“I hate technology.”
As we’ve been doing a lot more technology projects in the classroom lately – things have really exploded since our January in-house professional development day – I’ve started to hear the inevitable complaining from students about technology.
“Why do we have to do this?”
“Why can’t I just stand up in front of the class and read it? Why do I have to record it?”
“Something ALWAYS goes wrong.”
“EVERYTHING is technology now!”
These comments are nothing new. They’re from A students and C students, young and old, and I’ve heard it for as long as I’ve been a librarian and an educator.
We teachers and librarians are often caught off guard by this. Maybe that’s because we like technology so much that we assume everyone else will, too… but I think it’s more likely that we assume students will like technology. After all, it’s a change from the norm and it’s fun, right?
I think there are a couple of factors that lead to this reaction to, as I experienced last week, using Audacity and Glogster. Many of these points come through long conversations with Lorri, so much of the credit for these ideas belongs with her!
1. If technology is not a constant in your students’ lives, then it will always feel like a Big Deal when they use it. Now obviously, technology is everywhere, even if teachers aren’t using it: students have smart phones, laptops, and smartboards in their classrooms. They do all of their research online and write all of their papers on the computer. They are accustomed to using Word, PowerPoint, and (sometimes) Excel, and they certainly know how to use the Internet (*cough*…right?). But if technology isn’t being used in the classroom on a regular basis, then of course it’s a big change when everyone has to trek down to the lab and learn how to use a new tool.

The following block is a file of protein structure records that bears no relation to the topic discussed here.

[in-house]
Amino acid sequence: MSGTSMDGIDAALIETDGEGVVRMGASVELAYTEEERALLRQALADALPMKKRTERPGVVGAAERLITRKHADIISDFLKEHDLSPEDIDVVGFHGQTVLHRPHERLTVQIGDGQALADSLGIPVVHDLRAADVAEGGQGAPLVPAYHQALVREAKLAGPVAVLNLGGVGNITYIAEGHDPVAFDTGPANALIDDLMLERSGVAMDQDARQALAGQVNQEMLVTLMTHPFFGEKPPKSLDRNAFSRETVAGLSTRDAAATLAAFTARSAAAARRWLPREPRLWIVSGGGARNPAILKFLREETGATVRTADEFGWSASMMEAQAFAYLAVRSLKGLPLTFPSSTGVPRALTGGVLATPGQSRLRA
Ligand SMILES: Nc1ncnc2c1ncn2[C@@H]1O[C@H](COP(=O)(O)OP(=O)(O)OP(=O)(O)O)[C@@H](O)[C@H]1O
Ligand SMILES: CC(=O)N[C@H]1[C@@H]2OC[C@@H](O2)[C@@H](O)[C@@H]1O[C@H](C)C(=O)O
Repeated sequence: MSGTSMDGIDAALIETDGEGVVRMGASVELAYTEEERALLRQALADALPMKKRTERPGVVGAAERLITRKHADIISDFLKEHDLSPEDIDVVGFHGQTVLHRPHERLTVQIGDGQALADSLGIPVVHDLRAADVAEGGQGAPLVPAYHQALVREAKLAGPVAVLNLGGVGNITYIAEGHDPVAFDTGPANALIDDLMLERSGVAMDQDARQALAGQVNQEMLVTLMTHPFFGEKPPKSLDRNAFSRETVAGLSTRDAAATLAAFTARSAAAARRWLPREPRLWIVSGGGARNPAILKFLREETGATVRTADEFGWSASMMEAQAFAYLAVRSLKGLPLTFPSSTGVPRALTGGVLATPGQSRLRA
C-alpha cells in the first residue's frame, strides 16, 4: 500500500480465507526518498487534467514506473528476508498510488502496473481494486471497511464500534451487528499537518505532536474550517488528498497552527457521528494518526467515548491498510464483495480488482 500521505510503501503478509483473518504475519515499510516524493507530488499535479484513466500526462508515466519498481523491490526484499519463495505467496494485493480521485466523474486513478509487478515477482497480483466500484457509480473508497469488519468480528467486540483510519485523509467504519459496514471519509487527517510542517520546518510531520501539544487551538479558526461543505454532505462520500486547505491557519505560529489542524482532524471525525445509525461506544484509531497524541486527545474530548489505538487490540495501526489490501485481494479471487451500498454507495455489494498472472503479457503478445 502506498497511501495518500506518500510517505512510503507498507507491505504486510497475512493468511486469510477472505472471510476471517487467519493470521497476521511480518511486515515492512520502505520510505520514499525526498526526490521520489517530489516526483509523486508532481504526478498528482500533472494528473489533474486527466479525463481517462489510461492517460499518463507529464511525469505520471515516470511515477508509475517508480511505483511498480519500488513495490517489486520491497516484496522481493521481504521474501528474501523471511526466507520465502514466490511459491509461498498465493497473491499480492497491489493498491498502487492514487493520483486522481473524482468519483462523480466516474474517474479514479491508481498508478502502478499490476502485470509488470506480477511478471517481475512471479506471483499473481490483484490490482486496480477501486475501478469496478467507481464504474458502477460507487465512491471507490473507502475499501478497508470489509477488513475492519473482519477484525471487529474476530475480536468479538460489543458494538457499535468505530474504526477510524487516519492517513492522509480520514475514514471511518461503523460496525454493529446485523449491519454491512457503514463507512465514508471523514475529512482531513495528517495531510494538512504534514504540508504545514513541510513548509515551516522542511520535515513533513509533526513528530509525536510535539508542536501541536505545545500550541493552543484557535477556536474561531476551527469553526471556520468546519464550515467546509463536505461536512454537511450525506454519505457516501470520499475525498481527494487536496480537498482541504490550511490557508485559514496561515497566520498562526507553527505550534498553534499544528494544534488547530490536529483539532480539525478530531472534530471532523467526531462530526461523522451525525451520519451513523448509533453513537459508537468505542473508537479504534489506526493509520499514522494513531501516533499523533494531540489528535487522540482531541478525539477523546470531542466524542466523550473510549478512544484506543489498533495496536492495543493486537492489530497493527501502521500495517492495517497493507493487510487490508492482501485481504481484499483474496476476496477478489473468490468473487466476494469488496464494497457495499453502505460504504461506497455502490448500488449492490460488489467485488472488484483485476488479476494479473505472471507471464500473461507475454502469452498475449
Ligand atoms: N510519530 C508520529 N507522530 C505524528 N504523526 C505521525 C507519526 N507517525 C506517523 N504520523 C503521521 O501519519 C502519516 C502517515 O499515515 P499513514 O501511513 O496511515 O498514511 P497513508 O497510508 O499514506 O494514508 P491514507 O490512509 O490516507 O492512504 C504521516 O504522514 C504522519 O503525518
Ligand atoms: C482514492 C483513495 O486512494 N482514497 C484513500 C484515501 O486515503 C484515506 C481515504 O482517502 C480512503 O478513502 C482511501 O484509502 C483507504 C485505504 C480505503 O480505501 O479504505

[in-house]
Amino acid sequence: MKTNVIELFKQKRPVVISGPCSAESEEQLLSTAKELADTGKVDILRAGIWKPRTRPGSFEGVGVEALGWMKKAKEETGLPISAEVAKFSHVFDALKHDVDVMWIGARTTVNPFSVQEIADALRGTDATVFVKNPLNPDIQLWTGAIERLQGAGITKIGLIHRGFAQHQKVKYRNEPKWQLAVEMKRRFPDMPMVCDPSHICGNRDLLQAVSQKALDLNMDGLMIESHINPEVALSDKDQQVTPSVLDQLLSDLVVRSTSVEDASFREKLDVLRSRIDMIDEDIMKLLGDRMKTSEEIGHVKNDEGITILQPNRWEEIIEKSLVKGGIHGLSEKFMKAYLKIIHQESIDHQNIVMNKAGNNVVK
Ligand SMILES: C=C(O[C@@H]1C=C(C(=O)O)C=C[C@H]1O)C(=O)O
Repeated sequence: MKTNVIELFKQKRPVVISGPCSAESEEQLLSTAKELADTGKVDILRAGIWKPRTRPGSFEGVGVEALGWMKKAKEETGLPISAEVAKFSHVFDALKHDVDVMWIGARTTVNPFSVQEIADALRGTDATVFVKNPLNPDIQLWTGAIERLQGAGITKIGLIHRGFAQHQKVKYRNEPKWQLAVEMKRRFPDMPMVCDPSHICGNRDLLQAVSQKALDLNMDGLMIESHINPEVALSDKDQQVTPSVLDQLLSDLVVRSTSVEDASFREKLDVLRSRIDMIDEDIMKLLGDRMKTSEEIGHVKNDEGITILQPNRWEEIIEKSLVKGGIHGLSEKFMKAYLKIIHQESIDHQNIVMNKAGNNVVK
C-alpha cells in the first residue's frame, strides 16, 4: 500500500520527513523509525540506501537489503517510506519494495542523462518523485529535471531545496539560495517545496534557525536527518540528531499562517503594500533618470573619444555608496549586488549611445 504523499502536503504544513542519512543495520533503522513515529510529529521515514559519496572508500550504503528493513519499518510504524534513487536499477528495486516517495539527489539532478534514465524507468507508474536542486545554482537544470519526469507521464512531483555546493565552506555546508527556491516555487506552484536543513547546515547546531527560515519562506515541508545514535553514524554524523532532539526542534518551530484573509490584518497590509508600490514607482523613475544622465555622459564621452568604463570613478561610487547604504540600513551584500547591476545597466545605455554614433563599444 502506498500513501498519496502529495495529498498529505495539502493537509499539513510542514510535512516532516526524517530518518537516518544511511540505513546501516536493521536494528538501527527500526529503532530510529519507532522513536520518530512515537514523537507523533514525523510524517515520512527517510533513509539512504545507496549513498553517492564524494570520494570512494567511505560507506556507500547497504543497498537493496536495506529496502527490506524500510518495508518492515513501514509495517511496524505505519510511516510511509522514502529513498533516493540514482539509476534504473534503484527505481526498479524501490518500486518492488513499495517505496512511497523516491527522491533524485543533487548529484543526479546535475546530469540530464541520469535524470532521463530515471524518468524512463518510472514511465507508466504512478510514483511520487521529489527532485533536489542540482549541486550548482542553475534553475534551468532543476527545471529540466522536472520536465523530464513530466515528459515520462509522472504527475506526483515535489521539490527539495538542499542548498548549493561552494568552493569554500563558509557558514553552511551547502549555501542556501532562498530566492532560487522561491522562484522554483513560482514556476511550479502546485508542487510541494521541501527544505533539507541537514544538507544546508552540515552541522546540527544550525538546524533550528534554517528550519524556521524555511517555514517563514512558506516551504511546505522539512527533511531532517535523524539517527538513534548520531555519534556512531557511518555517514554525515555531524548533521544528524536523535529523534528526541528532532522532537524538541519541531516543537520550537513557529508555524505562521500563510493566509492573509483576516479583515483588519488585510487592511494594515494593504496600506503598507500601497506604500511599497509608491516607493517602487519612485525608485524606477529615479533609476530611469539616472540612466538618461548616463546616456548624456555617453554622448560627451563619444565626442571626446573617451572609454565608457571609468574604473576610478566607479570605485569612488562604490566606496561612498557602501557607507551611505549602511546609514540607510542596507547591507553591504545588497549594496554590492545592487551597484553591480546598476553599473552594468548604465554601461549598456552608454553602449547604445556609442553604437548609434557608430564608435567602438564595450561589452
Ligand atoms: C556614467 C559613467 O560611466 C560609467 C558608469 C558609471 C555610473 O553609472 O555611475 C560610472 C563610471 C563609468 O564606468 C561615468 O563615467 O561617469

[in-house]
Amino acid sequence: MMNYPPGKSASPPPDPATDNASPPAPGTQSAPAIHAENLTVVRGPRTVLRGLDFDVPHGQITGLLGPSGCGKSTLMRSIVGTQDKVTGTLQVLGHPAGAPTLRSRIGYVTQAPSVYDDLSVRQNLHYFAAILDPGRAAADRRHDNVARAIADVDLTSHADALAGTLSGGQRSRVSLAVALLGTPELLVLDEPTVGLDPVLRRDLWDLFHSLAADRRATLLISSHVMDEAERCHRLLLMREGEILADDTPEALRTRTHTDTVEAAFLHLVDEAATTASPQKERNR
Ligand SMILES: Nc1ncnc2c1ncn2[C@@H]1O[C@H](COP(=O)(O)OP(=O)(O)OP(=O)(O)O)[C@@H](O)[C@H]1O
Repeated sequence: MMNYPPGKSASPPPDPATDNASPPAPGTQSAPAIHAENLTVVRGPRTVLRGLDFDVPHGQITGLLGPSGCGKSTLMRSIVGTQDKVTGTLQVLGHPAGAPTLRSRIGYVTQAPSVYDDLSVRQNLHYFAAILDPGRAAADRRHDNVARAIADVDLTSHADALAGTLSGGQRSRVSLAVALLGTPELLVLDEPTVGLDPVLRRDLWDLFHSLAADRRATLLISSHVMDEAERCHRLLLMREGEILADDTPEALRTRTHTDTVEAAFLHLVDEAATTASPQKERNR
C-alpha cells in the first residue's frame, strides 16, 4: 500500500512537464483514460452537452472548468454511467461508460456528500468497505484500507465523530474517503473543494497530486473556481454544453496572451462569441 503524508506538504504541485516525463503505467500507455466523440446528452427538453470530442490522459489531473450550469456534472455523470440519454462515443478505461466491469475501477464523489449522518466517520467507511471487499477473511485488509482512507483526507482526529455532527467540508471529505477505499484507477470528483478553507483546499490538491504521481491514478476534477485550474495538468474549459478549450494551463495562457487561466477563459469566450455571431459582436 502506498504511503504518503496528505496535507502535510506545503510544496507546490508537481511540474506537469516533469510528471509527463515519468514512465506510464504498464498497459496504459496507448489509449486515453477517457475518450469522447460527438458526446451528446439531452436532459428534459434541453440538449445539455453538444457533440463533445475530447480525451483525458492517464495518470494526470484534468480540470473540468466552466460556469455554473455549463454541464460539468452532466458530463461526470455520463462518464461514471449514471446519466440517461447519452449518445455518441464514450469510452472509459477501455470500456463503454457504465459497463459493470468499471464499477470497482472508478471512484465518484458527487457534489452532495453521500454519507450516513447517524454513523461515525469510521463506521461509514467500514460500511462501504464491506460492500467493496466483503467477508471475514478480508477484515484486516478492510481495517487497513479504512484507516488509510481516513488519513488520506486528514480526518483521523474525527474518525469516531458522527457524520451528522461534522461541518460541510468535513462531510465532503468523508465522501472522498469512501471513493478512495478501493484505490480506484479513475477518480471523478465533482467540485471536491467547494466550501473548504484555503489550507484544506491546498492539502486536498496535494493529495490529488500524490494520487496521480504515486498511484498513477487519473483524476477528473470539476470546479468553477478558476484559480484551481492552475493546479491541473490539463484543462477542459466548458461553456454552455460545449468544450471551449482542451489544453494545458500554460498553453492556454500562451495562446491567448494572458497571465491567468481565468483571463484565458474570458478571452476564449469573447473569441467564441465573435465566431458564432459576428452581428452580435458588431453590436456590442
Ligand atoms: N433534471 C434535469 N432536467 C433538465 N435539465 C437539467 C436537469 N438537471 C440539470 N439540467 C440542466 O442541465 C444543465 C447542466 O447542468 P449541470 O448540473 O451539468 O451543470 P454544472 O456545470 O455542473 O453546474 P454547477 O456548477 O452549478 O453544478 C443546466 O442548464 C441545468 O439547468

2. Technology isn’t black-and-white. For students who need to know exactly what to do to fulfill an assignment, or to get an A, using a new tool can be daunting. By now, they know what the expectations are for a paper or even a PowerPoint presentation, but using a tool like Voicethread is scary. More than framing a quote with an introduction and a transition, Voicethread requires a whole new set of skills: writing a script, finding the best images to support your research, editing down your script to fit strict parameters, and practicing speaking. Teachers can offer rubrics, but kids can’t go on autopilot. And it is often the “best” students who struggle most with this.
3. Technology = troubleshooting. Students aren’t used to having to do this. If they’re Googling a topic and can’t find what they’re looking for, they are stuck. “There’s NO information!” is a common cry. When we were using Audacity last week and the mics weren’t working, three students reached their breaking point. Because they are not learning how to solve problems like this, they get totally overwhelmed when something goes wrong. That said, the person who figured out how to get the mics to work? Was a student.
4. Teachers aren’t doing enough to emphasize the importance of tech skills. I think we sometimes assume that if we’re requiring our students to use a technology skill, we’re making it clear to the students that we value technology. Not true. Just like adult late adapters, students need to know why. No, we’re not asking you to learn this on a whim – there’s a reason why, in language class, you might want to record yourself speaking and then listen to it. There’s also a reason why creating a digital presentation is just as important a skill as public speaking live. Those reasons need to be built into the assignment, the rubric, and the classroom introduction to the project.
I do believe that the more integrated schools get, the more the kids will accept the smooth introduction of tech tools into their work. At a certain point, they won’t even blink. Technology is not a special. It is a tool, like an assignment book. It is something that we can manipulate and use, not something that forces us to sacrifice aspects of the learning experience. Certainly, it’s hard for me, as a technology educator, to hear kids bemoan technology. But I also know that they need support, and I need to be patient.